var system = ActorSystem.Create("MySystem");
         //Create the MathActor
         var actor = system.ActorOf(Props.Create(() => new MathActor()),
            "MyMathActor");
         actor.Tell(message);
         //Let the testing framework get an answer message
         var answer = ExpectMsg<MathAnswerMessage>();
         //Make sure it's correct. (yeah, hardcoding is bad business)
         Assert.AreEqual(answer.Answer, 10);
      }

Listing 6: Testing the MathActor with a MathAnswerMessage using the Akka.NET TestKit

Notice, please, ExpectMsg<T> toward the end of Listing 6. ExpectMsg<T> is provided by the Akka.NET TestKit. The nice thing about the ExpectMsg<T> method in the TestKit is that it will automatically detect when an actor sends a return message and allows you to assign the returned message to a variable. If the desired message is not sent back from the actor, the test fails. When you do get the desired returned message, you can inspect it.

So, What Have We Done?

The first thing we've done is to reiterate the fundamental principle of the Actor Model: Everything is an actor and actors communicate using messages. Then, I showed you that I completely ignored this principle by using Console.WriteLine() to do ad hoc visual testing. I showed you how I revised my thinking to be consistent with the Actor Model. I separated concerns. Instead of using Console.WriteLine(...), I created a ConsoleWriterActor and sent messages to it to facilitate sending output to the console.

Lastly, I revealed a bigger problem. I was NOT using unit tests to validate my actor code. To address my shortcoming, instead of visually inspecting console output to ensure proper operation of the actor, I implemented the Akka.NET TestKit to test my code.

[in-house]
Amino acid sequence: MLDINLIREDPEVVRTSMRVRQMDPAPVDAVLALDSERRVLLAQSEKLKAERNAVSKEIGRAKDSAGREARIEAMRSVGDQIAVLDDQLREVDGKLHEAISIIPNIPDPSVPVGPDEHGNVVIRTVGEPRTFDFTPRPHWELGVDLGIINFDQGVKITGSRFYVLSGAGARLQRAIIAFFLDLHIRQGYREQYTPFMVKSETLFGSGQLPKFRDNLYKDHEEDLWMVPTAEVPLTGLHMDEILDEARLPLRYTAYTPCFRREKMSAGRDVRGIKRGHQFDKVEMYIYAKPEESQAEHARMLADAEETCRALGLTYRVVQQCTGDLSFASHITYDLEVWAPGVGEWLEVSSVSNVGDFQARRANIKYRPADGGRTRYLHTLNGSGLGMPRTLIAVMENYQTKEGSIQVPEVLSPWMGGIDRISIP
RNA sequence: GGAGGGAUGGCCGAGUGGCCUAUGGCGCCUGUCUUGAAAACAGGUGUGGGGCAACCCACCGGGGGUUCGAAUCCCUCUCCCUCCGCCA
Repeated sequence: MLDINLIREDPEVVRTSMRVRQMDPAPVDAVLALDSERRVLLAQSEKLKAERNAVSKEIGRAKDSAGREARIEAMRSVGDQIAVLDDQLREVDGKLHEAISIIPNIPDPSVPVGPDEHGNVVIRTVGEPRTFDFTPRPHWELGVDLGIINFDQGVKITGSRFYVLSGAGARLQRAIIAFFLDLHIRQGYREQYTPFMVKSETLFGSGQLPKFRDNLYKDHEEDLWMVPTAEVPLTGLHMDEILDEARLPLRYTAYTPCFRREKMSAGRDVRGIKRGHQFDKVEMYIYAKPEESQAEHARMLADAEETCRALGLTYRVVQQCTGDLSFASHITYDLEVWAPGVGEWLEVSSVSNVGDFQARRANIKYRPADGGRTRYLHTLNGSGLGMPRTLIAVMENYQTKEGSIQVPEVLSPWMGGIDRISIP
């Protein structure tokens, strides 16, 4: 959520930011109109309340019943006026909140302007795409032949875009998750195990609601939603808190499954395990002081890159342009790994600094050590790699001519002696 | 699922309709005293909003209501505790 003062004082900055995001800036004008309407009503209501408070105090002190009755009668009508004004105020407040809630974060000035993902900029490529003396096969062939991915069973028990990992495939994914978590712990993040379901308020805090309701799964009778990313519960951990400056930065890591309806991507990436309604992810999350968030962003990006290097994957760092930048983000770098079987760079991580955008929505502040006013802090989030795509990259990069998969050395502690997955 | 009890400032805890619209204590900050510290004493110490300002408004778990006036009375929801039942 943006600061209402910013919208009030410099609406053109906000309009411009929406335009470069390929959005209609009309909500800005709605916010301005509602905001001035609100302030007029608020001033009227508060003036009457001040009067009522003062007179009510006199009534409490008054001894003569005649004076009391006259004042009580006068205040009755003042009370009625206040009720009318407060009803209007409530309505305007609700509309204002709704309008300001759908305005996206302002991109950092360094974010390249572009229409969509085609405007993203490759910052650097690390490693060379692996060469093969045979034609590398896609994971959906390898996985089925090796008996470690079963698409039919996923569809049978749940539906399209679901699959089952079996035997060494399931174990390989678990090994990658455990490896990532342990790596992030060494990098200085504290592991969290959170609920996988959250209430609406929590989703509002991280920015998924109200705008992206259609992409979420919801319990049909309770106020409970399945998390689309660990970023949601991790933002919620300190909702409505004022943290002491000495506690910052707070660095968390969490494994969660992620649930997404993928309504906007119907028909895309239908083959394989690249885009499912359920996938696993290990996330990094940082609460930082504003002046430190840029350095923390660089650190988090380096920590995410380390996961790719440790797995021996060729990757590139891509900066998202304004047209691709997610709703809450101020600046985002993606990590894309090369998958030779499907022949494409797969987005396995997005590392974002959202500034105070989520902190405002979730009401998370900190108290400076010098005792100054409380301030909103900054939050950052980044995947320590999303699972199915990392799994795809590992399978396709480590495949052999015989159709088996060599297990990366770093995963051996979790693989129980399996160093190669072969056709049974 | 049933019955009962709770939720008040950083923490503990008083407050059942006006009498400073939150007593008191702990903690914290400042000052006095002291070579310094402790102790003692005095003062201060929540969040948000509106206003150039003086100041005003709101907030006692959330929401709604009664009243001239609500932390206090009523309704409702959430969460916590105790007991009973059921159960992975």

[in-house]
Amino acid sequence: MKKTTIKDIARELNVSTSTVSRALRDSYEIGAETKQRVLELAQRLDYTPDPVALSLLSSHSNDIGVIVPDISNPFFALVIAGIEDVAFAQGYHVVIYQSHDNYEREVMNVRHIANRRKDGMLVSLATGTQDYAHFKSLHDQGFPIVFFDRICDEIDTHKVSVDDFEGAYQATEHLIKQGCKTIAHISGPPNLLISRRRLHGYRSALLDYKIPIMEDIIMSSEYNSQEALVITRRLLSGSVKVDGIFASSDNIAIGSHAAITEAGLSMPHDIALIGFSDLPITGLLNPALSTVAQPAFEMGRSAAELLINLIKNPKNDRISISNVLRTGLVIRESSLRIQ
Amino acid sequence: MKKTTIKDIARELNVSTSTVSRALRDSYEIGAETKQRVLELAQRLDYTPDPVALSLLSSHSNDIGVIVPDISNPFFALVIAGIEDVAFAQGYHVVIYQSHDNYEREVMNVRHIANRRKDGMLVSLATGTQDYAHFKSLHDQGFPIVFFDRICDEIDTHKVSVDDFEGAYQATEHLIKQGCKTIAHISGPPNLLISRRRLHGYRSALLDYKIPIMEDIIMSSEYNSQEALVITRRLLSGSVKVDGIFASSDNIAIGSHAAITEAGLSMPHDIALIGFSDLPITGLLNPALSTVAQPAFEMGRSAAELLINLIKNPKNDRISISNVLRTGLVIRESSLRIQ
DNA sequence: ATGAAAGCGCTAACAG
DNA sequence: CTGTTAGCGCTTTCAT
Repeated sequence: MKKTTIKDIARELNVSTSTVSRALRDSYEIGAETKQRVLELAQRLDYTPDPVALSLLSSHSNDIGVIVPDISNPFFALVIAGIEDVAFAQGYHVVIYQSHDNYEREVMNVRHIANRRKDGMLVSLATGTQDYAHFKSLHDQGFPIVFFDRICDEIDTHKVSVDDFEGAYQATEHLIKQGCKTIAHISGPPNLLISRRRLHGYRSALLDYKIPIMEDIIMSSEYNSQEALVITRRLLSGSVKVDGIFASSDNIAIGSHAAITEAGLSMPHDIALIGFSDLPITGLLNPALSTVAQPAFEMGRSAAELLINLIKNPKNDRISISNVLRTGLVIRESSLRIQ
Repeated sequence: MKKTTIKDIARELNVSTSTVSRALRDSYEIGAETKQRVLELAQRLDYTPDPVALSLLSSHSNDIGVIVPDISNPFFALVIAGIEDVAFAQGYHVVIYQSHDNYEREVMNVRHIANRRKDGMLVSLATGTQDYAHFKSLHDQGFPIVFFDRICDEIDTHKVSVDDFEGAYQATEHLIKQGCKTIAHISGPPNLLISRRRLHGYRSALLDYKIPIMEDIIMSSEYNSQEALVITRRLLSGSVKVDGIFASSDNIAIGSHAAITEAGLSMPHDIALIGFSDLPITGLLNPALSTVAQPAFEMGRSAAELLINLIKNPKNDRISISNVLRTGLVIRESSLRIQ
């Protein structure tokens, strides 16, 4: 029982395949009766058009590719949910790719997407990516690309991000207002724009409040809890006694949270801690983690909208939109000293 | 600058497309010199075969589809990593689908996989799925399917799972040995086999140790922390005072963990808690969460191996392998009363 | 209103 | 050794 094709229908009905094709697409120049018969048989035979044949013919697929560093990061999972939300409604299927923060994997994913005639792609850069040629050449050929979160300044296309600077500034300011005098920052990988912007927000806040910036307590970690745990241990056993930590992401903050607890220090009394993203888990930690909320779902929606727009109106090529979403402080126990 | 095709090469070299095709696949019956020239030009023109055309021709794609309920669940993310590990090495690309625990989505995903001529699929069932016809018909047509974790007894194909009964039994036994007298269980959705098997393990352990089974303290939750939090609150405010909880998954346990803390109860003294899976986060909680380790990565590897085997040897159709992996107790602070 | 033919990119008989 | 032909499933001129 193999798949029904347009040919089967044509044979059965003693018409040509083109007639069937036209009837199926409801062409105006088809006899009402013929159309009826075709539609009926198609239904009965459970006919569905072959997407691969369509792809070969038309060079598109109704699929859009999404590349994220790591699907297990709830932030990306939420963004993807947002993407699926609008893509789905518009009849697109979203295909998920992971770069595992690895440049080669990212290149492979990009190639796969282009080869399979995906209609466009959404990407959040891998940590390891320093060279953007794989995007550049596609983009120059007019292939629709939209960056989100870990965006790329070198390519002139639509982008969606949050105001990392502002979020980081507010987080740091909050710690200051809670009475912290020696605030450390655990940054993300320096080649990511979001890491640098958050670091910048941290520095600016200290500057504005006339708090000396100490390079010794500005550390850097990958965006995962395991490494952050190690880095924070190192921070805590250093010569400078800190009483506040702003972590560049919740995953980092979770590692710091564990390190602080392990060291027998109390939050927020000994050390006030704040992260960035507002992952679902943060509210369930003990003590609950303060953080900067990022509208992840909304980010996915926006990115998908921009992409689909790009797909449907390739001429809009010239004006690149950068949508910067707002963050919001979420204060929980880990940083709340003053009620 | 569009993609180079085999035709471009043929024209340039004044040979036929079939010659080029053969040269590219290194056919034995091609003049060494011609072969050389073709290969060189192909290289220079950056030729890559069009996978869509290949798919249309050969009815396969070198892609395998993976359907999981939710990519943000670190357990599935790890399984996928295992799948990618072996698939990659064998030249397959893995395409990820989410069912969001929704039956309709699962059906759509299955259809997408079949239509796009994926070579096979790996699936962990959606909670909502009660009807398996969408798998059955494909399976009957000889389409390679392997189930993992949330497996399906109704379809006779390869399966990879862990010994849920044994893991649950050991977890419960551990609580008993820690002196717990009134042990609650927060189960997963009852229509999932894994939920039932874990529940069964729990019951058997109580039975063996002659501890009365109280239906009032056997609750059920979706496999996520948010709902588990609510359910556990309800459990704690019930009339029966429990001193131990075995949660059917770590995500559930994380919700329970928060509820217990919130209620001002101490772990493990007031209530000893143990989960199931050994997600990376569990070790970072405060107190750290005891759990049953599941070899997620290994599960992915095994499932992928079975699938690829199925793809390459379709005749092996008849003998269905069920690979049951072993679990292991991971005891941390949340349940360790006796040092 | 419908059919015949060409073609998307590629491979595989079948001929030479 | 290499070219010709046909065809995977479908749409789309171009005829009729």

What Did I Learn?

  • I learned that the fundamental principle of the Actor Model, that everything is an actor, and that actors communicate using messages, is not a nice to have feature. It is an essential concept.
  • I learned to catch myself when I start implementing behavior in an actor that is not essential to the actor's concern.
  • I relearned to use unit testing when writing code. Any code that is written should be testable concretely, repeatedly, and beyond visual inspection.

These lessons were important to for me to (re)learn. The Actor Model is not usual Object-Oriented Programming by another name. It is a distinct way of programming and, more importantly, a particular way of thinking. As you move into more advance topics, it is essential that you understand that in the Actor Model, everything is an actor and actors communicate using messages and that you think accordingly. The basic lesson will serve you will as you progress down the road of developing with the Actor Model and Akka.NET.

You can get the code for this article on GitHub here.

Further Reading

How To Unit Test Akka.NET Actors With Akka.TestKit



About the Author

Robert Reselman

Bob Reselman is well known technology writer and software developer. He as written numerous books and articles about software and the making of software. Also, Bob is part of the technology cartooning duo, ROELBOB. You can view their work at: www.TheWorldInWhichWeLive.com. Bob lives in Los Angeles, CA with his wife, the musician Arlo Zoos and his pet, Itchy the Dog.

Related Articles

Comments

  • There are no comments yet. Be the first to comment!

Leave a Comment
  • Your email address will not be published. All fields are required.

Top White Papers and Webcasts

Most Popular Programming Stories

More for Developers

RSS Feeds

Thanks for your registration, follow us on our social networks to keep up-to-date